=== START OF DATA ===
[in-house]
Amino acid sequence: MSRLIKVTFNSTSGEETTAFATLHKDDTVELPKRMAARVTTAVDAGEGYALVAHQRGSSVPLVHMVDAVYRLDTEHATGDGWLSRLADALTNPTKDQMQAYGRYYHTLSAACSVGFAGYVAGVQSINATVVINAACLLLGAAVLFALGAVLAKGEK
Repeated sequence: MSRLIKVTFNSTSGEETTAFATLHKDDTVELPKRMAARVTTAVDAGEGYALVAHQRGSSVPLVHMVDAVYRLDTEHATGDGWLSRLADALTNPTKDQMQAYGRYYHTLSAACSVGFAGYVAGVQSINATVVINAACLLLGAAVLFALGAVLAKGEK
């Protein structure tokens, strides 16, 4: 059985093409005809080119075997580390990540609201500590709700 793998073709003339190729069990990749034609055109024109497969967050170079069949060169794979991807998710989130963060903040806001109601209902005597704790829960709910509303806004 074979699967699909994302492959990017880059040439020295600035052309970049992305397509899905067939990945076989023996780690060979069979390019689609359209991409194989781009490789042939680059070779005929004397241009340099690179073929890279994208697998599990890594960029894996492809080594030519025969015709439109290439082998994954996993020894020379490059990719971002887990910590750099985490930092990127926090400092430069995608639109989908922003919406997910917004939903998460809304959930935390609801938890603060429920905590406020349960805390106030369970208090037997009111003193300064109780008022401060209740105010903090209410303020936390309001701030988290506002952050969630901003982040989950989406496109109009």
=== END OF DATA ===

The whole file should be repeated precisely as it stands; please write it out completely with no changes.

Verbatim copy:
[in-house]
Amino acid sequence: MSRLIKVTFNSTSGEETTAFATLHKDDTVELPKRMAARVTTAVDAGEGYALVAHQRGSSVPLVHMVDAVYRLDTEHATGDGWLSRLADALTNPTKDQMQAYGRYYHTLSAACSVGFAGYVAGVQSINATVVINAACLLLGAAVLFALGAVLAKGEK
Repeated sequence: MSRLIKVTFNSTSGEETTAFATLHKDDTVELPKRMAARVTTAVDAGEGYALVAHQRGSSVPLVHMVDAVYRLDTEHATGDGWLSRLADALTNPTKDQMQAYGRYYHTLSAACSVGFAGYVAGVQSINATVVINAACLLLGAAVLFALGAVLAKGEK
């Protein structure tokens, strides 16, 4: 059985093409005809080119075997580390990540609201500590709700 793998073709003339190729069990990749034609055109024109497969967050170079069949060169794979991807998710989130963060903040806001109601209902005597704790829960709910509303806004 074979699967699909994302492959990017880059040439020295600035052309970049992305397509899905067939990945076989023996780690060979069979390019689609359209991409194989781009490789042939680059070779005929004397241009340099690179073929890279994208697998599990890594960029894996492809080594030519025969015709439109290439082998994954996993020894020379490059990719971002887990910590750099985490930092990127926090400092430069995608639109989908922003919406997910917004939903998460809304959930935390609801938890603060429920905590406020349960805390106030369970208090037997009111003193300064109780008022401060209740105010903090209410303020936390309001701030988290506002952050969630901003982040989950989406496109109009």